In a selling environment saturated with messages, trade-show exhibitors can stand out by acting more like successful retailers – who recognize that consumers are looking for more than something to buy.
As managing director of the North American office of Poximity ShopWork, the shopping division for global ad agency BBDO, Laura Davis-Taylor is one of the retail industry’s most influential marketing strategists.
And what she does for her retail clients is highly applicable to trade-show floors – which, as she sees it, face the same selling challenges as stores.
“I classify them both as ‘distracted environments,’” Davis-Taylor said. “Super busy, super cluttered. Lots going on. They can be very, very, very loud.” And they both face the same uphill battle: getting and keeping the attention of buyers in environments saturated with competing messages. Amid all the noise, Davis-Taylor said, “everybody wants uniqueness – something that makes you stand apart and helps you get beyond the sea of sameness.”
Her advice for companies and organizations when it comes to designing a trade-show booth? “I wouldn’t think of it as designing a trade-show booth at all,” she said. “I would think of it as designing an experience. Brands have to break through competition. And that’s not just visually. You can break through visually and get nowhere. You’ve got to break through visually and emotionally.”
Creating an experience for attendees – one that resonates emotionally – is key to being memorable. “Getting inside,” Davis-Taylor said, “that’s what’s going to matter. When you create the right experience, you create the right emotions. And you get people to buy in and open their minds and be part of something.”
Sensing the Sale
The idea that emotion is key to selling isn’t new, of course. Advertising that relies on subtle and not-so-subtle suggestions that buying certain products will make us happier, sexier, and more successful has surrounded us for decades, in increasing numbers. (The average resident of a city will encounter 3,000 to 4,000 advertising messages in a single day, according to Davis-Taylor.)
What is relatively new, however, are brain-imaging techniques like functional magnetic resonance imaging (fMRI), which measures patterns of electrical activity in the brain and maps their locations. The technology can pinpoint the regions of the brain that are activated by advertising messages, yielding information about whether specific marketing messages are triggering rational or emotional reactions, or combinations of both, and how effective they are at doing so.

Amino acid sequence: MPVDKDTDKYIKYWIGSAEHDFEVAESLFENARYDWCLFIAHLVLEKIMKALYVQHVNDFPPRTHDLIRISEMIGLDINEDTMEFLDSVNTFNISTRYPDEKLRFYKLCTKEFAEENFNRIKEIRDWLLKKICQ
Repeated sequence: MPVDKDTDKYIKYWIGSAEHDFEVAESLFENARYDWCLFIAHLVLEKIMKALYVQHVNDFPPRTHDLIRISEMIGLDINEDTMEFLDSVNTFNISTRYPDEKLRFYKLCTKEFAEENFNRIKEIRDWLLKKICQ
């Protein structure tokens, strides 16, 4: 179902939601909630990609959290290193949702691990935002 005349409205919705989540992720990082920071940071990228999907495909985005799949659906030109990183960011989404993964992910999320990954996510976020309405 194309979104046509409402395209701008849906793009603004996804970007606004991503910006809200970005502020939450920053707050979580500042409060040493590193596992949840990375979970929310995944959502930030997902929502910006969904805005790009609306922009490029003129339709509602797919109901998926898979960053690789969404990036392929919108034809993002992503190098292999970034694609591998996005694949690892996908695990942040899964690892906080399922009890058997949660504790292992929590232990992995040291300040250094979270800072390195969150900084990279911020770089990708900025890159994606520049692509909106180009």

These tools offer what amounts to the ability to interview our brains, brand expert Martin Lindstrom writes in his bestselling book Buyology: Truth and Lies About What We Buy. By accessing our brains in the “nanosecond lapse before thinking is translated into words,” brain-imaging techniques can tell us “the naked truth… unplugged and uncensored, about what causes us to buy,” writes Lindstrom, whose work has given him a seminal voice in neuromarketing, as the field of neuroscience-backed marketing is called.
In Buyology, Lindstrom relates the breakthrough results of a 2003 experiment that used brain imaging to analyze the reactions of research subjects participating in a version of the famous Pepsi Challenge, where Pepsi and Coca-Cola went head-to-head in blind taste tests. When test subjects tasted the soft drinks without knowing which was Coke and which was Pepsi, more than half said they preferred Pepsi, a response that was backed up by the measurement of activity in the part of the brain that is active when we find tastes appealing. But when test subjects knew which soft drinks they tasted beforehand, more than 75 percent said they preferred Coke. Brain activity also shifted, according to Lindstrom, showing that the test subjects’ brains were engaged in a “mute tug-of-war between rational and emotional thinking.”
Despite the rational preference for Pepsi, Coke won out because of all the positive associations the tasters had developed with Coca-Cola over the years – the “sheer, inarguable, inexorable, ineluctable, emotional Coke-ness of the brand,” Lindstrom writes. Because emotions are the way in which our brain encodes things of value, “a brand that engages us emotionally – think Apple, Harley-Davidson, and L’Oreal just for starters – will win every single time.”